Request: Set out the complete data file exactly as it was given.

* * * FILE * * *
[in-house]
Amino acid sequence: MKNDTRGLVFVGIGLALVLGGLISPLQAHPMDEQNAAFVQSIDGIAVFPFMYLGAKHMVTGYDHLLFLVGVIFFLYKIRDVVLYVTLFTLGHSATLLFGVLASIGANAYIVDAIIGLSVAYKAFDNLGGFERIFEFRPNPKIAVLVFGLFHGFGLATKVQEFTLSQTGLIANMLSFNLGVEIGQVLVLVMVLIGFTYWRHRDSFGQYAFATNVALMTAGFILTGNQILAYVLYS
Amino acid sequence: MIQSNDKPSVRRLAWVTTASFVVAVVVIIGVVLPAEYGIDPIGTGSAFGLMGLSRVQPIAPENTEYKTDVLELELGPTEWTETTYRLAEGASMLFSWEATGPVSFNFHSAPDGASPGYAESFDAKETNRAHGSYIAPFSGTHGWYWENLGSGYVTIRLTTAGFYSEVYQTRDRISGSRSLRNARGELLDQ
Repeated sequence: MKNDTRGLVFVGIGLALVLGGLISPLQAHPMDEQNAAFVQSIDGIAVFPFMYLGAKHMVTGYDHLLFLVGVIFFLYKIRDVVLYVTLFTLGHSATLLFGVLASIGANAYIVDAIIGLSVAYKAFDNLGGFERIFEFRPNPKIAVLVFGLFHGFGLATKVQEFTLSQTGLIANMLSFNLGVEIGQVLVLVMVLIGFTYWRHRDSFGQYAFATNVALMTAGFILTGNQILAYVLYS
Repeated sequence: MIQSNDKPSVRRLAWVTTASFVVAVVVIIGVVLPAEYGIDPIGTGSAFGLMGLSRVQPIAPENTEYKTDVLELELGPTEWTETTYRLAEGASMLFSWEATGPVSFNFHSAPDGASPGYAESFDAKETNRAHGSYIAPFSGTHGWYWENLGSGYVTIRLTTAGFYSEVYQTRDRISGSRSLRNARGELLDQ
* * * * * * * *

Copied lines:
[in-house]
Amino acid sequence: MKNDTRGLVFVGIGLALVLGGLISPLQAHPMDEQNAAFVQSIDGIAVFPFMYLGAKHMVTGYDHLLFLVGVIFFLYKIRDVVLYVTLFTLGHSATLLFGVLASIGANAYIVDAIIGLSVAYKAFDNLGGFERIFEFRPNPKIAVLVFGLFHGFGLATKVQEFTLSQTGLIANMLSFNLGVEIGQVLVLVMVLIGFTYWRHRDSFGQYAFATNVALMTAGFILTGNQILAYVLYS
Amino acid sequence: MIQSNDKPSVRRLAWVTTASFVVAVVVIIGVVLPAEYGIDPIGTGSAFGLMGLSRVQPIAPENTEYKTDVLELELGPTEWTETTYRLAEGASMLFSWEATGPVSFNFHSAPDGASPGYAESFDAKETNRAHGSYIAPFSGTHGWYWENLGSGYVTIRLTTAGFYSEVYQTRDRISGSRSLRNARGELLDQ
Repeated sequence: MKNDTRGLVFVGIGLALVLGGLISPLQAHPMDEQNAAFVQSIDGIAVFPFMYLGAKHMVTGYDHLLFLVGVIFFLYKIRDVVLYVTLFTLGHSATLLFGVLASIGANAYIVDAIIGLSVAYKAFDNLGGFERIFEFRPNPKIAVLVFGLFHGFGLATKVQEFTLSQTGLIANMLSFNLGVEIGQVLVLVMVLIGFTYWRHRDSFGQYAFATNVALMTAGFILTGNQILAYVLYS
Repeated sequence: MIQSNDKPSVRRLAWVTTASFVVAVVVIIGVVLPAEYGIDPIGTGSAFGLMGLSRVQPIAPENTEYKTDVLELELGPTEWTETTYRLAEGASMLFSWEATGPVSFNFHSAPDGASPGYAESFDAKETNRAHGSYIAPFSGTHGWYWENLGSGYVTIRLTTAGFYSEVYQTRDRISGSRSLRNARGELLDQ